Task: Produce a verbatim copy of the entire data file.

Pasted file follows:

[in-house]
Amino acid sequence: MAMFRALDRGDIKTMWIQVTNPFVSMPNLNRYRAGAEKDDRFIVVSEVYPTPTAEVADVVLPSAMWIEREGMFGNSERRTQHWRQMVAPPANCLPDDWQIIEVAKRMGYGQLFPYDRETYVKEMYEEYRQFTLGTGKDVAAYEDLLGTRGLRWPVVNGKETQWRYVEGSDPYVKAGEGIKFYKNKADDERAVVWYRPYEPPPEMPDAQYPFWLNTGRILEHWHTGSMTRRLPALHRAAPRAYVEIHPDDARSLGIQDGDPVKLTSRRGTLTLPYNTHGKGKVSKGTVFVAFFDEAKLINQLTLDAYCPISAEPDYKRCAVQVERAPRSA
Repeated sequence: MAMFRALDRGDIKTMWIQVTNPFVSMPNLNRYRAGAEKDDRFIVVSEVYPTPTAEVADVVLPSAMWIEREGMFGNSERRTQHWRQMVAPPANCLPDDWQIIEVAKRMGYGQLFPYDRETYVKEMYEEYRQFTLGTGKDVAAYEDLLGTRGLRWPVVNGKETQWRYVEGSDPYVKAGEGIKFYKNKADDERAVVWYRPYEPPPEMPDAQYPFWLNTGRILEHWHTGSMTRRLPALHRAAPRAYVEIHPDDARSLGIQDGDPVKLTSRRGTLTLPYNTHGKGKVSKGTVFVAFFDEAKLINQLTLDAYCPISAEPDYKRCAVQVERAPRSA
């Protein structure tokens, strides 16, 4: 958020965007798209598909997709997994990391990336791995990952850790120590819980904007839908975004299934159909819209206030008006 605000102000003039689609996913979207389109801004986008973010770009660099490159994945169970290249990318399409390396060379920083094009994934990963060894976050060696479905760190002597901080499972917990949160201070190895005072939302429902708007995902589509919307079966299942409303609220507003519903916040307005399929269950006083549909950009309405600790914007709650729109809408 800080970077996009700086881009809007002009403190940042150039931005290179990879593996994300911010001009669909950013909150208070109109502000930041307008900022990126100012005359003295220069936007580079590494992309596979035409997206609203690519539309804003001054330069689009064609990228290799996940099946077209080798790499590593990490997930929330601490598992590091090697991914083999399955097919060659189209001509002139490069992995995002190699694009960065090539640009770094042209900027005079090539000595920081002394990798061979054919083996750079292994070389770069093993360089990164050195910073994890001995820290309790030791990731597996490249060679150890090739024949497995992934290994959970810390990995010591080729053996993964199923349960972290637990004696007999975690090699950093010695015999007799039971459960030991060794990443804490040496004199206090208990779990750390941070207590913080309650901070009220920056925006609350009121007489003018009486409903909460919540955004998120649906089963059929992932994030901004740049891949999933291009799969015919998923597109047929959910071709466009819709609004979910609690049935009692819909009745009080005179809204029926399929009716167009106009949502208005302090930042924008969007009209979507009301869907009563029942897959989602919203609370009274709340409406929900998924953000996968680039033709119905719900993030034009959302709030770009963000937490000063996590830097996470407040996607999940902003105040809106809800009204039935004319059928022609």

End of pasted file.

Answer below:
[in-house]
Amino acid sequence: MAMFRALDRGDIKTMWIQVTNPFVSMPNLNRYRAGAEKDDRFIVVSEVYPTPTAEVADVVLPSAMWIEREGMFGNSERRTQHWRQMVAPPANCLPDDWQIIEVAKRMGYGQLFPYDRETYVKEMYEEYRQFTLGTGKDVAAYEDLLGTRGLRWPVVNGKETQWRYVEGSDPYVKAGEGIKFYKNKADDERAVVWYRPYEPPPEMPDAQYPFWLNTGRILEHWHTGSMTRRLPALHRAAPRAYVEIHPDDARSLGIQDGDPVKLTSRRGTLTLPYNTHGKGKVSKGTVFVAFFDEAKLINQLTLDAYCPISAEPDYKRCAVQVERAPRSA
Repeated sequence: MAMFRALDRGDIKTMWIQVTNPFVSMPNLNRYRAGAEKDDRFIVVSEVYPTPTAEVADVVLPSAMWIEREGMFGNSERRTQHWRQMVAPPANCLPDDWQIIEVAKRMGYGQLFPYDRETYVKEMYEEYRQFTLGTGKDVAAYEDLLGTRGLRWPVVNGKETQWRYVEGSDPYVKAGEGIKFYKNKADDERAVVWYRPYEPPPEMPDAQYPFWLNTGRILEHWHTGSMTRRLPALHRAAPRAYVEIHPDDARSLGIQDGDPVKLTSRRGTLTLPYNTHGKGKVSKGTVFVAFFDEAKLINQLTLDAYCPISAEPDYKRCAVQVERAPRSA
């Protein structure tokens, strides 16, 4: 958020965007798209598909997709997994990391990336791995990952850790120590819980904007839908975004299934159909819209206030008006 605000102000003039689609996913979207389109801004986008973010770009660099490159994945169970290249990318399409390396060379920083094009994934990963060894976050060696479905760190002597901080499972917990949160201070190895005072939302429902708007995902589509919307079966299942409303609220507003519903916040307005399929269950006083549909950009309405600790914007709650729109809408 800080970077996009700086881009809007002009403190940042150039931005290179990879593996994300911010001009669909950013909150208070109109502000930041307008900022990126100012005359003295220069936007580079590494992309596979035409997206609203690519539309804003001054330069689009064609990228290799996940099946077209080798790499590593990490997930929330601490598992590091090697991914083999399955097919060659189209001509002139490069992995995002190699694009960065090539640009770094042209900027005079090539000595920081002394990798061979054919083996750079292994070389770069093993360089990164050195910073994890001995820290309790030791990731597996490249060679150890090739024949497995992934290994959970810390990995010591080729053996993964199923349960972290637990004696007999975690090699950093010695015999007799039971459960030991060794990443804490040496004199206090208990779990750390941070207590913080309650901070009220920056925006609350009121007489003018009486409903909460919540955004998120649906089963059929992932994030901004740049891949999933291009799969015919998923597109047929959910071709466009819709609004979910609690049935009692819909009745009080005179809204029926399929009716167009106009949502208005302090930042924008969007009209979507009301869907009563029942897959989602919203609370009274709340409406929900998924953000996968680039033709119905719900993030034009959302709030770009963000937490000063996590830097996470407040996607999940902003105040809106809800009204039935004319059928022609």